The joy of being a sponsor

At the age of twenty, with a new mind-set focused on giving what he can to help others, Buddha became the sponsor of a little girl named Liza, and began a friendship which led him to the foothills of Albania.

One morning I woke up and asked myself, 'Can I live without my daily can of coke if it means I can sponsor a girl who was previously deprived of an education and proper care?'

With a loud and clear yes in both my mind and heart, I have never looked back at proudly becoming Liza's sponsor. I am originally from Nepal, and although many people question why I don’t help a child there, I truly see it is as a privilege to support a vulnerable child, irrelevant of their origin, religion or gender. Liza is just a young girl in need of a little help to give her the childhood she deserves.

I remind myself often that we only have one life, so I will give what I can spare to help the less fortunate in the world

I had always wanted to visit Liza and her family since the day I started sponsoring her. It was always right up there in my bucket list but never quite in my calendar! However, after two years of sponsoring I finally booked my visit just before Christmas, so you can imagine it was an exciting time.

Liza is an 11 year old girl born to wonderful parents in Albania. I love opening Liza’s letters and finding out how she enjoys maths and music at her school, and helping out to clean at home. If she could, she’d spend all her time playing ball games and wearing anything yellow as that is her favourite colour. We share a profound love for pizzas and for studying hard. I won’t forget her appreciation that she receives support, care and prayers from someone who lives miles away from her.

On the day of my visit, I awoke in the early hours of the morning, when the sun had risen but it was still below freezing. The friendly and very informative World Vision staff collected me and we departed for the city of Lezhe, where Liza lives with her parents and three siblings. She lives in the rolling, lush green foothills of a mountain in Northern Albania where her father provides for his family by gathering and selling firewood.  I was really happy to meet Liza and her family, and for the warm handshakes, smiles, and a small hug from Liza. It was amazing to see that despite how different our daily lives are, we felt a connection.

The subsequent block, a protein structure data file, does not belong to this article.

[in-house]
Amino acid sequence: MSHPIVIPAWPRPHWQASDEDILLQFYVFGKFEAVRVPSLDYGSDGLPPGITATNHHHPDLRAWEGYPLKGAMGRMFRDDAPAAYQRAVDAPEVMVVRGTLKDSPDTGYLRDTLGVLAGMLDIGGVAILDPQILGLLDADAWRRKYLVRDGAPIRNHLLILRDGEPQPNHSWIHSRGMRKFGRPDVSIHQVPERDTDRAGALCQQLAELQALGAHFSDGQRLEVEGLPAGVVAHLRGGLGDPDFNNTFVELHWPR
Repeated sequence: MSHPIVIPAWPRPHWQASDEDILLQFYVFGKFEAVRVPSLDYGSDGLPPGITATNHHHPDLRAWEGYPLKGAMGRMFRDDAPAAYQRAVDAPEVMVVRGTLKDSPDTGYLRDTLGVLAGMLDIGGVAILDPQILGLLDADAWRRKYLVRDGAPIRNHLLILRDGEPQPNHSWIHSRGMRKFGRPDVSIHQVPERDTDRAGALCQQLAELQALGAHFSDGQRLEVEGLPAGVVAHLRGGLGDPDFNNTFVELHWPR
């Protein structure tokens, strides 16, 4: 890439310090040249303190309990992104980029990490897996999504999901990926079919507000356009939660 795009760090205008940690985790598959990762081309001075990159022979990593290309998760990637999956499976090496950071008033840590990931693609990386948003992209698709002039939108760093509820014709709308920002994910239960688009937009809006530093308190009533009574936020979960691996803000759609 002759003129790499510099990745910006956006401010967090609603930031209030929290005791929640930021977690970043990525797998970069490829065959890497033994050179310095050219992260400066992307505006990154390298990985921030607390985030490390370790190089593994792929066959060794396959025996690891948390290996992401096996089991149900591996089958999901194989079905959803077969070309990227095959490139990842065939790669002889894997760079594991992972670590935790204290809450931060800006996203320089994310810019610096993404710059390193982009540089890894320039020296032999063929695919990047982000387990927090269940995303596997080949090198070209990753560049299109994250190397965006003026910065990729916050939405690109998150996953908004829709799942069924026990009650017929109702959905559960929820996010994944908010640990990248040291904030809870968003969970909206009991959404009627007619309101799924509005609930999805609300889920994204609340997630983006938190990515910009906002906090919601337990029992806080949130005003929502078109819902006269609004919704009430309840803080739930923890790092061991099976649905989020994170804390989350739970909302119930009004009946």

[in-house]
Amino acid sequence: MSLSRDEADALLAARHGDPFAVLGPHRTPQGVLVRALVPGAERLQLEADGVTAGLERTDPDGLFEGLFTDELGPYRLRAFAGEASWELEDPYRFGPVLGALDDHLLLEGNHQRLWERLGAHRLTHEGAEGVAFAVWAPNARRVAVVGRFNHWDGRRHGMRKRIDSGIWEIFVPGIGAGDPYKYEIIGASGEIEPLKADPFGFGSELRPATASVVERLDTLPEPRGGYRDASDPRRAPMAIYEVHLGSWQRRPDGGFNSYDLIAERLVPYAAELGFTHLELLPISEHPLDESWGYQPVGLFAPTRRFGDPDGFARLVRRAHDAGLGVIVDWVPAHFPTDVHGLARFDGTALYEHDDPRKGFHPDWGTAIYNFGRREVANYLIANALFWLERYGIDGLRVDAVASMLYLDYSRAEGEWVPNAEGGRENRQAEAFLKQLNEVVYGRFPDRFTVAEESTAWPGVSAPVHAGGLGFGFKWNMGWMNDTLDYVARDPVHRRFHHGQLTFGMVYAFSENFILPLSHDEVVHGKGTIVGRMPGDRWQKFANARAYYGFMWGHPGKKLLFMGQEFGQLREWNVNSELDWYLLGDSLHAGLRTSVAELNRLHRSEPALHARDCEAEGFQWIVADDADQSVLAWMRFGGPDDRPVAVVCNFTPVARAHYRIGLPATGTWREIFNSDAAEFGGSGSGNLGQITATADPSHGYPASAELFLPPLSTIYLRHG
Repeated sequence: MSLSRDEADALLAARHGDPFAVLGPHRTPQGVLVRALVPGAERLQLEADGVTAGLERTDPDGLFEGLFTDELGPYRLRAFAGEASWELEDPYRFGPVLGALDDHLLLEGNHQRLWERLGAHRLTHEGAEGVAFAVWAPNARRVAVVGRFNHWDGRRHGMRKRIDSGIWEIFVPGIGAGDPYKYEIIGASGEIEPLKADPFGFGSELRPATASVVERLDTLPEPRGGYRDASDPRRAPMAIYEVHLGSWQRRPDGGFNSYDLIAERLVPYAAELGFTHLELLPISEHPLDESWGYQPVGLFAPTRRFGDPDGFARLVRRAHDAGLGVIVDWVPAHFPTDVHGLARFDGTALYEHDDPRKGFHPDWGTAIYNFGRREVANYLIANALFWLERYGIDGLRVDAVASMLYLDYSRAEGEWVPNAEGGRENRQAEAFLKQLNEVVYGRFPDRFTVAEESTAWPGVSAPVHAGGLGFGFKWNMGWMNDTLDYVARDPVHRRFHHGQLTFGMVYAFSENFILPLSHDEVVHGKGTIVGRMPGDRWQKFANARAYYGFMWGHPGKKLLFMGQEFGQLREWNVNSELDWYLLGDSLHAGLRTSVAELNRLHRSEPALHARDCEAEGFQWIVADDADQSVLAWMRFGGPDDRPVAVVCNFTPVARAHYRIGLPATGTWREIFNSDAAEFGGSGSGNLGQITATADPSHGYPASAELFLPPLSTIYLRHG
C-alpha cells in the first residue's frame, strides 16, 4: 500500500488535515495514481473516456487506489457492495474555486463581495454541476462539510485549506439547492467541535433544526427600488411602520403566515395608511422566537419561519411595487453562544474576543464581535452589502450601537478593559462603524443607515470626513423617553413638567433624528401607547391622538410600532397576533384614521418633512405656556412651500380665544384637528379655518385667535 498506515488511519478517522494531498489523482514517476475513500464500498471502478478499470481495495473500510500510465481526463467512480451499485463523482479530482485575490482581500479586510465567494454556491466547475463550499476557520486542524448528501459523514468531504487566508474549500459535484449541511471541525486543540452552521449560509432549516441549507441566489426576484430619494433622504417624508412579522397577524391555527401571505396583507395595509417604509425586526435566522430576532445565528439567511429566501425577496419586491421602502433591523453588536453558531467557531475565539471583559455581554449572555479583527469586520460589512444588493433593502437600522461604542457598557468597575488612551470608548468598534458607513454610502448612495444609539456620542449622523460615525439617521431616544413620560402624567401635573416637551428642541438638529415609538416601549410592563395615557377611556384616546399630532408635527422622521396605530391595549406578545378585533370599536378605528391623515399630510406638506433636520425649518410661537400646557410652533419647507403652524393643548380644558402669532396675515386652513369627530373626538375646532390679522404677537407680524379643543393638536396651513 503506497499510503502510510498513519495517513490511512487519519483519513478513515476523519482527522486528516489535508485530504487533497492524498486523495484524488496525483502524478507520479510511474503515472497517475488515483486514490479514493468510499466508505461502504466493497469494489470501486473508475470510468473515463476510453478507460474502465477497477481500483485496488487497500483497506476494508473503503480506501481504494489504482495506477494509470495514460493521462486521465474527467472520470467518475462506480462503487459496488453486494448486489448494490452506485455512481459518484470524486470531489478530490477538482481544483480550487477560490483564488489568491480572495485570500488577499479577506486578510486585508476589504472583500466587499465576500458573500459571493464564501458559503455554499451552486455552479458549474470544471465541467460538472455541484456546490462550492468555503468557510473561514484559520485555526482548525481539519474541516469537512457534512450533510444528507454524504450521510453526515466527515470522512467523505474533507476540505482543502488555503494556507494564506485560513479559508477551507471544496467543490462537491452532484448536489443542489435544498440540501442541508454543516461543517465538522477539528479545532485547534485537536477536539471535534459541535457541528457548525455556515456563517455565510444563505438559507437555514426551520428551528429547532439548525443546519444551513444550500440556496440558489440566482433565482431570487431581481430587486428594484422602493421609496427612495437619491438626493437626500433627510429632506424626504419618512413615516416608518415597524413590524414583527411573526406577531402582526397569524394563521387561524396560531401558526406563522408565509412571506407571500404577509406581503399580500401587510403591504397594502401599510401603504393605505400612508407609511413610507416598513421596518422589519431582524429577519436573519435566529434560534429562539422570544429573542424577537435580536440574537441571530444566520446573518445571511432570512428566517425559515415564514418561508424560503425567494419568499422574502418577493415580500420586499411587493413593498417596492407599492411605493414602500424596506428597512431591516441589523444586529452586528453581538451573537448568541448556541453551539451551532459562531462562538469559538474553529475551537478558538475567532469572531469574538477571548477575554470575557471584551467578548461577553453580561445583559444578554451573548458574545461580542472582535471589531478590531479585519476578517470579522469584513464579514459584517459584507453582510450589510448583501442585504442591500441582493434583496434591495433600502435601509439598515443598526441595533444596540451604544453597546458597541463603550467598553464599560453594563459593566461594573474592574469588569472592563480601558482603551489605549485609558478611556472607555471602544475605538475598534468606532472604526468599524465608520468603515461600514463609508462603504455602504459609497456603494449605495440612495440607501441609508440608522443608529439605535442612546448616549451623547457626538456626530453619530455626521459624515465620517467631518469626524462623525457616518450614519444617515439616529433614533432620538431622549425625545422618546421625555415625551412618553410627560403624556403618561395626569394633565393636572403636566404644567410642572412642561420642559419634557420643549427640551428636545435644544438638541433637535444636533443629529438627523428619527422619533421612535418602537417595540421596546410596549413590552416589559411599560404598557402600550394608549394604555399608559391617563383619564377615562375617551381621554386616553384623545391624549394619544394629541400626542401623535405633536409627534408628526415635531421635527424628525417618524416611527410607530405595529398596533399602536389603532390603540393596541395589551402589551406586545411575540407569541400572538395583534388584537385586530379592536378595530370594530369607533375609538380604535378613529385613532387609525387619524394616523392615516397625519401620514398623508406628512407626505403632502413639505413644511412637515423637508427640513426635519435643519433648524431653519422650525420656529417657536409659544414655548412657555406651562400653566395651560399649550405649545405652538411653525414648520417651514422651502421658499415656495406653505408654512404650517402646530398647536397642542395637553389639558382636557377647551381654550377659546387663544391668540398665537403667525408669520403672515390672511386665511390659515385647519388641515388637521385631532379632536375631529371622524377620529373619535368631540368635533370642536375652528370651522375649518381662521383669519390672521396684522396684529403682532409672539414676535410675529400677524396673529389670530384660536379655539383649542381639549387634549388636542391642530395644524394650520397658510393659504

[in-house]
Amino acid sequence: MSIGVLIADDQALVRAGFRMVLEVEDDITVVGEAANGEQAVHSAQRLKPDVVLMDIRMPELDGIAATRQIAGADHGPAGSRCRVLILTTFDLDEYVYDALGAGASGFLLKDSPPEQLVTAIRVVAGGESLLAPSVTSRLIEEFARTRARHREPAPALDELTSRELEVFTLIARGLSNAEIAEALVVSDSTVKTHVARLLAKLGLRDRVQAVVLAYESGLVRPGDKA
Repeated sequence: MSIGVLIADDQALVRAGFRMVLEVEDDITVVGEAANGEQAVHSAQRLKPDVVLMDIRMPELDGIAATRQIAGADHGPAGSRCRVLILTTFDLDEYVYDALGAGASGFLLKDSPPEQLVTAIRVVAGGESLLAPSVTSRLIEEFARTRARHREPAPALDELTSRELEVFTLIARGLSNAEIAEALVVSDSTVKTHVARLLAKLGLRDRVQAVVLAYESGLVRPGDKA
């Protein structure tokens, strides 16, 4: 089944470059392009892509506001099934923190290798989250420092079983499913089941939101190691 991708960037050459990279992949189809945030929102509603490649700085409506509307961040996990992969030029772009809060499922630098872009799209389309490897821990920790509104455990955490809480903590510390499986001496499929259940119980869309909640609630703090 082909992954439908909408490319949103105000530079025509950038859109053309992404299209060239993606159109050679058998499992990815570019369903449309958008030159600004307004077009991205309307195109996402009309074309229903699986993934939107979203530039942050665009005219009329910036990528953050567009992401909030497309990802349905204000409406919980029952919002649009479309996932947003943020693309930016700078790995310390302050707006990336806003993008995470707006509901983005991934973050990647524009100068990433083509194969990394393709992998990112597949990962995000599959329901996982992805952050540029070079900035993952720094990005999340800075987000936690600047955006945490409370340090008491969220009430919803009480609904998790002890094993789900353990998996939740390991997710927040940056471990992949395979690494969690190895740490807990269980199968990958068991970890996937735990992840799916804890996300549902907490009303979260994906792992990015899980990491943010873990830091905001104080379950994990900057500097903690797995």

After chatting with the family and introducing ourselves, we headed off to visit an old school in Liza's community which was due to close in June 2015 because a new one is being built from the funds given by World Vision sponsors and the Albanian government. It was a real encouragement to see how the money I give is helping to shape the lives of so many children who will benefit greatly from a new school with clean, spacious classrooms! 

I was impressed to see Liza as a leader in front of her classmates as she shared her aspirations of becoming a ballet-dancer

The head teacher and her students gave a talk and after a very interesting hour or so, we went to a traditional restaurant where we filled up our rumbling stomachs with delicious Albanian traditional food and mine and Liza’s!

In Albania, as so many families work in agriculture to support themselves, it is really rare that children receive presents. After lunch, I shared a few small gifts with the family whose faces lit up and as these special kids opened up their Christmas presents, we all felt so overjoyed. After a very amusing puppet show which was put on for us by a youth group who are supported by World Vision, we said our goodbyes to Liza and her family.

We then spent some time with the bold and energetic youth group from Liza's village. We had a meeting about their initiatives and it was quite interesting to know about their own fundraising efforts. It was with great amazement that I saw how World Vision has given this youth group a voice and a platform on which to express their initiatives and ideas in the forms of puppet shows, dance, songs and poetry. It is so important that the youth can be heard in their community, so I left feeling very inspired that the group are making great progress. As the sun began to slowly set, the staff took me back to my hotel when I had some time to think about the wonderful day I had spent in Liza’s community.

It has been such a great pleasure visiting Liza, and it is a day I will always treasure